I even went so far as to ask my friend who works on the ward to put a good word in for me!

7.       What questions did you get asked?

There were seven questions in total and unfortunately I cannot remember the exact wording but it was along the lines of:

1. Why was I drawn to working on a care of the elderly ward?

2. What would I consider to by my strengths and weaknesses?

3. How would I respond if asked by a senior member of staff to carry out a duty I was not qualified/competent to do?

4. In my own words, briefly explain my understanding of the “Governance Strategy”

5. How would I ensure the best interests of my patients?

6. How did I personally prepare for the interview?

8.       What did you wear?

Black linen trousers, plain white blouse, black boots and a hot pink raincoat style jacket!

9.       Did you feel you got the chance to expand on areas that you were confident in?

I think I was lucky as I was given the chance to expand and when I apologised for “waffling” I was told not to worry as they liked waffle, “it gives more away about a person”.

10.   Do you feel like you answered their questions fully?

See above re: waffle!! I think I gave quite comprehensive answers to their questions and surprised them by throwing in a few statistics.  I made reference to relevant parts of past placements e.g. community nursing of elderly people in their own homes/care homes, orthopaedic trauma (elderly people at risk of falls and fractured hips), Oncology ward (end of life care) community and neurological rehabilitation units (multidisciplinary working).  Also my current placement within skin and woundcare with a secondment to the Infection Control team would prove useful to their team.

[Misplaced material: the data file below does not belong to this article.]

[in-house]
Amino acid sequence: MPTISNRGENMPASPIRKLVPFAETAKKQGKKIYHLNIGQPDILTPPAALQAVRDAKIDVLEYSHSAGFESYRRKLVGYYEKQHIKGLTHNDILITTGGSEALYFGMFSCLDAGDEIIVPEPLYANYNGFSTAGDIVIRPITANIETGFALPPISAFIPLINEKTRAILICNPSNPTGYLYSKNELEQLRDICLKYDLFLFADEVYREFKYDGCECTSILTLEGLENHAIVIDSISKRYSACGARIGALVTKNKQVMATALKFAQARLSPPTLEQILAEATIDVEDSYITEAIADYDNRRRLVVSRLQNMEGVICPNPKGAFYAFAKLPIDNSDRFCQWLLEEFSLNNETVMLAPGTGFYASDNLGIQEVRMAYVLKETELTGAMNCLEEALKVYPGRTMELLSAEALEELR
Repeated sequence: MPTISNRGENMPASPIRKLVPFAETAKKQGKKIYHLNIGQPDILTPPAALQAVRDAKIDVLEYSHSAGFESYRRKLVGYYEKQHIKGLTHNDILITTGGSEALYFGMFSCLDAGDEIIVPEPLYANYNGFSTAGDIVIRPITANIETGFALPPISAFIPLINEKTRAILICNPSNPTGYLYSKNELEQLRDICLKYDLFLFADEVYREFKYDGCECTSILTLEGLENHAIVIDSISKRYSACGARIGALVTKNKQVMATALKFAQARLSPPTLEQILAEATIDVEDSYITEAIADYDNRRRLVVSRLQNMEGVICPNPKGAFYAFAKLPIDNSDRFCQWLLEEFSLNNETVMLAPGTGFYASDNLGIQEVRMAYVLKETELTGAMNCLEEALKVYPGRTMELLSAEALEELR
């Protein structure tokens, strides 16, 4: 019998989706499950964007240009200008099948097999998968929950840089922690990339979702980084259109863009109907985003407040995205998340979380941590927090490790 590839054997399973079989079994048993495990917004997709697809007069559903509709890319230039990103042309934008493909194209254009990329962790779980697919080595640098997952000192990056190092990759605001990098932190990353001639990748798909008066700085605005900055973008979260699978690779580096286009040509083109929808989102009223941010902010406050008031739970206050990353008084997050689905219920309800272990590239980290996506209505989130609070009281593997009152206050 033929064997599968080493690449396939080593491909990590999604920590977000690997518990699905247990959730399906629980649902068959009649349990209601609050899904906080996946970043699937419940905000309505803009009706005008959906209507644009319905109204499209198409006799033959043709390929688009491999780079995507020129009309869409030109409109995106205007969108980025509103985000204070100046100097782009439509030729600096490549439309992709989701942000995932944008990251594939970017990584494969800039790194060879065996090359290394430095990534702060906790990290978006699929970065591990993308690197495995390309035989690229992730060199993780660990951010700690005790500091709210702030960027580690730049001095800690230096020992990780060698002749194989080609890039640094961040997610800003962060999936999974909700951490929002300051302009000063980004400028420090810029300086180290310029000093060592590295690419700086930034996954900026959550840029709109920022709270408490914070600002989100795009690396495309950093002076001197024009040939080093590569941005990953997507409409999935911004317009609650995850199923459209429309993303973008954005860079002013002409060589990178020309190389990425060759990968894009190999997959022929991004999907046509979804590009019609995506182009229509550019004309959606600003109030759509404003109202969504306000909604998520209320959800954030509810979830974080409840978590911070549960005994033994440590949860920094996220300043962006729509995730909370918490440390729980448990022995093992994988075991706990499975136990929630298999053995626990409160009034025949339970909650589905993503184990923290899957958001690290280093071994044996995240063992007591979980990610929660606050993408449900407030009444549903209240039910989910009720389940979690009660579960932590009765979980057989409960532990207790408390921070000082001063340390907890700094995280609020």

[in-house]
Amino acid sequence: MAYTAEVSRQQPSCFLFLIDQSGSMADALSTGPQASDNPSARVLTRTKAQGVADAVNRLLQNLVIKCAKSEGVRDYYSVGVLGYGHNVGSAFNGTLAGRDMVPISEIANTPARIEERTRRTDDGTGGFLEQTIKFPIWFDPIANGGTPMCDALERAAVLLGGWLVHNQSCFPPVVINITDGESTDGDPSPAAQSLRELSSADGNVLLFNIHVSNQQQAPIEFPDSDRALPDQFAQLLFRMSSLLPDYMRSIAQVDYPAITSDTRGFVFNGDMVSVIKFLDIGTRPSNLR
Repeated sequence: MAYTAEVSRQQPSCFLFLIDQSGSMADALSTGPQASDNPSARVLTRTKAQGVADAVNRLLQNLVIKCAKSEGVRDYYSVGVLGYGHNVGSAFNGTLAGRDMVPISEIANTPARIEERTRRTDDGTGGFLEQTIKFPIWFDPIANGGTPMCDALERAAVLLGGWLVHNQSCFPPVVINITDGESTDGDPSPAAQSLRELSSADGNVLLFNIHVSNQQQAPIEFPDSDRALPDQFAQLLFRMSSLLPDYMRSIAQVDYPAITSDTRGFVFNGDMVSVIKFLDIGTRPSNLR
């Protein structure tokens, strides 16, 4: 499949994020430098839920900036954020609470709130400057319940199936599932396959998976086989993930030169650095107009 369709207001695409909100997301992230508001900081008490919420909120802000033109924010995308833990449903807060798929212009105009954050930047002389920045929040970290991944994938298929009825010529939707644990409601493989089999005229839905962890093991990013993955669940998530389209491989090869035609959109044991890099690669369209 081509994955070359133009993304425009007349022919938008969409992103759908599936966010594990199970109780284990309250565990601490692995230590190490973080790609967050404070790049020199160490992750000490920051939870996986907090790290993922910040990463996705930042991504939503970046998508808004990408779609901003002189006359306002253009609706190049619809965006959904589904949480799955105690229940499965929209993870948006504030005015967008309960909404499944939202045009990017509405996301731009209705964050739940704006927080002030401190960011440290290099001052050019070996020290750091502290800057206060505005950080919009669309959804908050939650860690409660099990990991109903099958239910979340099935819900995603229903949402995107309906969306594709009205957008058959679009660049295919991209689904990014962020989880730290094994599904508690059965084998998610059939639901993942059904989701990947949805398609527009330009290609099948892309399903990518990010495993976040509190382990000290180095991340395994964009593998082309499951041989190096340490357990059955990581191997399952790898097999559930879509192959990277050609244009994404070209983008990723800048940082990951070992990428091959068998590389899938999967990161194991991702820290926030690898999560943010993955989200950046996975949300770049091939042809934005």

11.   What will the position entail if you get it?

Initially, until PIN number comes through, I will work as a Band 4 Nurse which, as I understand will entail all duties expected of a Registered Nurse but medications will need to be supervised (pretty much as it is as a student).  Once I recieve my PIN number I will be made up to a Band 5 Registered Nurse.

Care of the Elderly involves as much social care as it does health care and I will be expected to work closely with the Discharge Co-Ordinator in this respect to ensure that when a patient leaves hospital they are going to an appropriate environment to deal with their needs.

As the post offers a preceptorship I will be sent on various courses such as IV drugs, male catheterisation, venopuncture etc.